Right-to-know reforms heading to Gov. Sununu’s desk 

Monitor staff
Published: 6/18/2019 6:05:37 PM

For advocates of right-to-know law reform, this year’s legislative session is a mixed bag.

A proposal to create a “right-to-know ombudsman” to resolve public records disputes with public bodies is alive but uncertain. Senate budget negotiators are attempting to resuscitate it this week; House lawmakers are less sure.

But a pair of reform bills does have bipartisan support and is heading to Gov. Chris Sununu this month, and supporters say they would make requesting public documents from local or state government somewhat easier.

One bill, House Bill 396, would add a requirement for public officials to explain in writing why they’re denying records in the first place. Another, House Bill 286, would eliminate costs and fees associated with preparing documents that aren’t copied, clarifying existing law.

Support for the legislation is high. Both passed the House and Senate by voice vote; both are heading to the governor’s desk likely in the coming weeks.

Advocates say the bills would address at-times frustrating encumbrances. New Hampshire’s right-to-know statute, RSA 91-A, already does require notice to be given to a citizen for why a record is not available, and it already prohibits fees for viewing documents in person.

But there are limitations and loopholes.

For instance, presently, the law only requires public utilities to respond to a records request within five days, at which point they may “deny the request in writing with reasons.”

That’s a vaguely written provision, according to David Saad, president of Right-to-Know New Hampshire, an advocacy group. For one, “reasons” can be anything, he said. And the law doesn’t stipulate that a public body needs to explain redactions.

In fact, as long as the town or public entity produces a document, it doesn’t need to justify making most of it unreadable, Saad said. A town might provide a record but black out most of the lines, and it wouldn’t have to give reasons because the document itself wasn’t withheld, Saad argued.

HB 396 seeks to close that loophole by requiring that the reason given includes the specific statutory exemption relied on and how that exemption applies to the specific record. It’s important, Saad said, because it puts the public utility on record, preventing it from shifting explanations in a lawsuit.

“The idea is that they’ve got to give enough detail so that the person can confirm that the reason for withholding is appropriate by going to the RSA and referencing whatever they’ve referred to as a valid reason,” he said. “One would hope that they’re going to provide sufficient detail so that you can verify that the exemption is appropriate.”

Meanwhile, RSA 91-A includes a prohibition on charging a fee to citizens who are viewing documents without making paper copies. It’s a straightforward provision to prevent price gouging, but a recent court ruling complicated it by finding a distinction between “fees” and “costs.”

If, for instance, a municipality has to put in employee hours to fetch and redact certain records, the citizen might be charged for the “cost” of that work despite not receiving a printout, open records advocates have argued. By including costs alongside fees as prohibited actions for towns in those scenarios, House Bill 286 seeks to head off that possibility.

In the State House, right-to-know reform efforts follow typical trajectories. They’re pitched by motivated lawmakers and opposed by the New Hampshire Municipal Association, which represents cities and towns and opposes many laws that it says would add burdens or costs.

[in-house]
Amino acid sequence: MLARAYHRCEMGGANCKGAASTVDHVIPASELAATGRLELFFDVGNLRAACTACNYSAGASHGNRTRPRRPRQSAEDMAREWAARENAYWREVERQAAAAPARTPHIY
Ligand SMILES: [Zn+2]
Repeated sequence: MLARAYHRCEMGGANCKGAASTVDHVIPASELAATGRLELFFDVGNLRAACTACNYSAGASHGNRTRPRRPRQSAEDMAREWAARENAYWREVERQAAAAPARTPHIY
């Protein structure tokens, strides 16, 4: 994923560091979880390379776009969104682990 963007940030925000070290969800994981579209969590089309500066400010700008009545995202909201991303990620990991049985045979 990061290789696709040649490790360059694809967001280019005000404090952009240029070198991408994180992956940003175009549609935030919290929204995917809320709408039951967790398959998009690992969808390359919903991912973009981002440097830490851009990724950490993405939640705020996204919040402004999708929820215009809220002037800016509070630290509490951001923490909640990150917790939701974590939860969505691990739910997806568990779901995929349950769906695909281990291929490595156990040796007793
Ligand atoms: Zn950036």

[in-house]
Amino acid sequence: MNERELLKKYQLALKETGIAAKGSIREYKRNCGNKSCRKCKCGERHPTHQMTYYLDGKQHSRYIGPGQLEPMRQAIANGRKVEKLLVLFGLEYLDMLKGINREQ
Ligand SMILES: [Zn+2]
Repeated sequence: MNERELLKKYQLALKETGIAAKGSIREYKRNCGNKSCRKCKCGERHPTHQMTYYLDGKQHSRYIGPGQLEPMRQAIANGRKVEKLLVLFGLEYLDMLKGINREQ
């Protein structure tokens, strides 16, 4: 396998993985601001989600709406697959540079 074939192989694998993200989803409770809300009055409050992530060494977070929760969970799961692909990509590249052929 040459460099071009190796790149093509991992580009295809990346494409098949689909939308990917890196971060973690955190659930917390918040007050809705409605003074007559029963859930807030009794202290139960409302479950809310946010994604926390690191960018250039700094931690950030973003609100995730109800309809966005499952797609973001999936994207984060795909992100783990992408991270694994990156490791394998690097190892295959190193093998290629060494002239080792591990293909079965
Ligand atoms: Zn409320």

But for these bills, the Association is remaining neutral, if not actively supportive. Many of the bills’ intentions already align with the current practices of most towns and cities, according to Cordell Johnston, government affairs counsel for the group.

“I, from the very beginning, have seen this as not really making any significant change,” he said, speaking on the bill clarifying costs. “I always thought since this provision was enacted that it was clear that you can’t charge anything. The written notice requirement would also not significantly encumber towns, he added.

But Saad said that the loopholes have created confusion and aggravation.

New Hampshire has had a spotty record when it comes to public transparency. In 2015, the Center for Public Integrity, a national organization, issued the state an “F” in public access to information, basing much of its rating on the fact that citizens must appeal rejected records requests through the superior court system.

Still, ambitious reforms to the state’s records laws have proven a harder sell. The Democratically-controlled House has been averse to the concept of an independent ombudsman to adjudicate right-to-know appeals against public bodies, voting to kill two separate proposals this year.

The Senate added the ombudsman proposal into this year’s budget trailer bill, House Bill 2, which this week is being hammered out by House and Senate negotiators. But where original plans would include the ombudsman as a paid position, the Senate made it voluntary.

“There is still too much secrecy that takes place around right-to-know,” said Saad, referencing non-public meetings, sealed minutes, and other tactics available to hide discussions. “There’s much too great a leeway in the ability to seal minutes and also have them stay sealed for a much greater amount of time than they should be. This are what I call the veil of darkness and secrecy behind what public bodies are doing.”

(Ethan DeWitt can be reached at edewitt@cmonitor.com, at 369-3307, or on Twitter at @edewittNH.)




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